If you’ve spent some time on or in your favorite lake, you’re likely aware of its community of bivalve mollusks (aka “clams” or mussels). Besides being beloved of wading youngsters, this community represents an important but under-appreciated part of the many lakes’ fauna, one that is unfortunately under threat from changing conditions. Mussels play an important role in aquatic food webs by filtering large volumes of water; by providing food for fish, muskrats, and raccoons; and by creating habitats for other organisms in the form of shell debris. Duck Lake is a 260-acre drainage lake in Muskegon County, Michigan, which debouches directly into Lake Michigan. To better understand the abundance and diversity of Duck Lake’s mussels, volunteers conducted a preliminary survey of them in Summer 2019. The goals of this work were to determine the number of native species in the lake and to make a preliminary estimate of their abundance. In this presentation, we share our experience as largely self-taught volunteers in conducting the survey. We address the skills needed, the survey design, problems faced along the way, and the principal results. Major findings to date include four species of large native mussels, which occur along with invasive zebra mussels and tiny native fingernail or pea clams. The investigative team did not find any invasive species besides zebra mussels, such as the Asian corbiculids that are common in nearby watersheds. None of the large native species appears to be particularly abundant, although all can be found at many places. Anecdotal evidence suggests continued survey work may reveal the presence of additional species.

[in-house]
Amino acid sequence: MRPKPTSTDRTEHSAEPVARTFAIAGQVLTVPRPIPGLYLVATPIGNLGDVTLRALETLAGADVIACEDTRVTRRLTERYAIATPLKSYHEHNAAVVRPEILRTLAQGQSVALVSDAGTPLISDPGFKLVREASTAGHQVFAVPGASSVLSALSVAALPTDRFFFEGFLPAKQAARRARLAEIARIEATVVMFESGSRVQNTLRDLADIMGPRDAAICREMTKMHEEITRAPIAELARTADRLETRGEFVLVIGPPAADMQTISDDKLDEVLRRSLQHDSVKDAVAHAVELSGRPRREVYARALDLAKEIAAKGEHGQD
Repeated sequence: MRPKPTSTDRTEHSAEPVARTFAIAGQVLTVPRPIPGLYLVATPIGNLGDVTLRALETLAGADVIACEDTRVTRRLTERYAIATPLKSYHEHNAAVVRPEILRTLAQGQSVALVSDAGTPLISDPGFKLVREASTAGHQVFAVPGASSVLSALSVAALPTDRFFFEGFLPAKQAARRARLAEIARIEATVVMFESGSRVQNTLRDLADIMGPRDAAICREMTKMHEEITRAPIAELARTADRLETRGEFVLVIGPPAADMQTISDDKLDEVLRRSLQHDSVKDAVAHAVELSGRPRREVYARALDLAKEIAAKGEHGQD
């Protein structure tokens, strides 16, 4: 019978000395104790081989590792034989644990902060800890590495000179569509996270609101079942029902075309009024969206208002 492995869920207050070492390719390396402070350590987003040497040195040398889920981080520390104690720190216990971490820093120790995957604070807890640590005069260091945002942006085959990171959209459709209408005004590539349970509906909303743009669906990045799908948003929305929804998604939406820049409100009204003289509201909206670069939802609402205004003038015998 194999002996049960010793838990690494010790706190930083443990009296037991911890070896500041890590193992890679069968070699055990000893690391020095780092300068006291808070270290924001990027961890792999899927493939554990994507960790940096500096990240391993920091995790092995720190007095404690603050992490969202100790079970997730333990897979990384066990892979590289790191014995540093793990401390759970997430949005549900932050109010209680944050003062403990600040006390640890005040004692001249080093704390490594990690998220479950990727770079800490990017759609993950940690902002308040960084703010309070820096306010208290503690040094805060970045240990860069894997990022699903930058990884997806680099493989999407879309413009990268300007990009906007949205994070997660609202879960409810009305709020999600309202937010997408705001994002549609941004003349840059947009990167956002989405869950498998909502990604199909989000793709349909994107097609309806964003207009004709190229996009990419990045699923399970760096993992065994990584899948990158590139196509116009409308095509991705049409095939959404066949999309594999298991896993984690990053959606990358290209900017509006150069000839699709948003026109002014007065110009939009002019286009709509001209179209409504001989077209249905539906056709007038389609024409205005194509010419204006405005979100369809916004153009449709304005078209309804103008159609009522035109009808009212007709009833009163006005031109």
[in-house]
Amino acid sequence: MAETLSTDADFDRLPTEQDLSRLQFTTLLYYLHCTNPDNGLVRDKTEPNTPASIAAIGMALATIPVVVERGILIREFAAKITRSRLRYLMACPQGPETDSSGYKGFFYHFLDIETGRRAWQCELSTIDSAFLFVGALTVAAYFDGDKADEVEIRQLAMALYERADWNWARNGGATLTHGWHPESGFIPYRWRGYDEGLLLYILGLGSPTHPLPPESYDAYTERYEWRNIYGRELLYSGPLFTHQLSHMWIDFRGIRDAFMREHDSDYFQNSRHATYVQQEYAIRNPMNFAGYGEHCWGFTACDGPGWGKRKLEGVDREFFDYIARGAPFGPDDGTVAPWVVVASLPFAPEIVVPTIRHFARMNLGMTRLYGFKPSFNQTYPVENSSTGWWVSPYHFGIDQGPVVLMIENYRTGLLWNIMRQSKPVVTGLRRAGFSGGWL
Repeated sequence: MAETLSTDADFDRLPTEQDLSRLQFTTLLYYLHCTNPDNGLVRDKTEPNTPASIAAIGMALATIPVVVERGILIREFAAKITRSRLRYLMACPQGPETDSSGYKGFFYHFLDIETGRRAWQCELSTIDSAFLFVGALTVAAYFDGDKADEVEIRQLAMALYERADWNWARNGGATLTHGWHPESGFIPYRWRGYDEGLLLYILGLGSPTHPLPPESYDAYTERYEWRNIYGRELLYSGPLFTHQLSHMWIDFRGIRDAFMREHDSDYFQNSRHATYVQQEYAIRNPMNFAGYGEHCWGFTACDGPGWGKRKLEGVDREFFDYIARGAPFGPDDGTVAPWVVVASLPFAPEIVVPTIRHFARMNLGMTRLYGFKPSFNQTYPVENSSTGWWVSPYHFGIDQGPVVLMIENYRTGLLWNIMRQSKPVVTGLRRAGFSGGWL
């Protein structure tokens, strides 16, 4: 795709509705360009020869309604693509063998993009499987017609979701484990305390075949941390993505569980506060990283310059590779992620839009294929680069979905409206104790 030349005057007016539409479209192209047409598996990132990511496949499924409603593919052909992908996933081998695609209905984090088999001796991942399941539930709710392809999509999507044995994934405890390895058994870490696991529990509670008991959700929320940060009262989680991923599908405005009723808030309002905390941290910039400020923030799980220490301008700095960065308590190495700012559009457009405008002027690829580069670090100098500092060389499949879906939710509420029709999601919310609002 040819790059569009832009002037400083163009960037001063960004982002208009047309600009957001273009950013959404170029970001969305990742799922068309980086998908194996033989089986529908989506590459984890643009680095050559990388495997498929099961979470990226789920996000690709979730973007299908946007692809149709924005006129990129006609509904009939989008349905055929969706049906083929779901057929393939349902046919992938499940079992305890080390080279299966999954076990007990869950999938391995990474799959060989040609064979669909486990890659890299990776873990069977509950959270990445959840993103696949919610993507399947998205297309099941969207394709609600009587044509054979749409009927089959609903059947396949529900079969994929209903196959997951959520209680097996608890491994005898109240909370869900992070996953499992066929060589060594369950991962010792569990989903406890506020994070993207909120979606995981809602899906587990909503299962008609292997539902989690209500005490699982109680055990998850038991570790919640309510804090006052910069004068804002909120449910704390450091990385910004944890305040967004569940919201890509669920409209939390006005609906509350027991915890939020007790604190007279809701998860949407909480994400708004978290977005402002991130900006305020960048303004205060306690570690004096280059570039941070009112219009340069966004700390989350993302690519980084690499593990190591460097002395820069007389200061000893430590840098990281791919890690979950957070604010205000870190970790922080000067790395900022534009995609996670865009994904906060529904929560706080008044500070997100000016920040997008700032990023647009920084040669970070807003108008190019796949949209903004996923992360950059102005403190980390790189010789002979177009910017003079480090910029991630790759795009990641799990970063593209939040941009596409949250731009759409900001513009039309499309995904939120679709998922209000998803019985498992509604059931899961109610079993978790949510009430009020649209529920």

(10:45) Discovering dragonflies. Emily Heald, North Lakeland Discovery Center
Evolving over 300 million years ago, dragonflies can fly backwards, intercept prey mid-air, see 360 degrees around them, and they live most of their lives underwater! Join us on an exploration of the life history of these wonderful winged creatures as we dive and swoop into their interesting body parts, habitat requirements, and importance in our environment.
(11:15) Great Lakes fisheries heritage and the Coregonus group of fish. Stewart McFerran, Freshwater Reporter
The cisco (Coregonus artidi) are haloarctic. Each niche has its own kind of Coregonus in different regions of the North. There are thirty species with many names. A staple of the Great Lakes fisheries, this native group includes the whitefish (Coregonus cupliaformies) which has been a staple of the Great Lakes commercial fishery and is becoming an important sports fish. The Coregonus was at one time the most valuable group of fishes in the Great Lakes. Objectives: (1) learn about the Coregonus group of fishes; (2) discover the Great Lakes Fisheries Heritage Trail; (3) understand why promoting native fish species is important; and (4) find out how you can help promote cisco and the Coregonids. Learn about “Darwin’s Finches of the Great Lakes” in this session. They are a fish that was geologically separated and evolved into different species as the glaciers receded. New rules about who may catch what fish are being established this year. But the decline of the coregonine has continued for twenty years. Sports fish available to catch by hook and line have also declined in those years. The resource “pie” has grown smaller. Native fish species are sure to play a role in the future of the Great Lakes Fishery. A Sea Grant initiative, the Great Lakes Fisheries Heritage Trail is a way to interact with the fishing past of the Great Lakes and look to the future.
Lunch Break (Thursday, 11:45 am - 1:00 pm)
Featuring Photography and Creative Writing Contest Awards, 12:15 - 12:45 pm
Moderator: Jo Latimore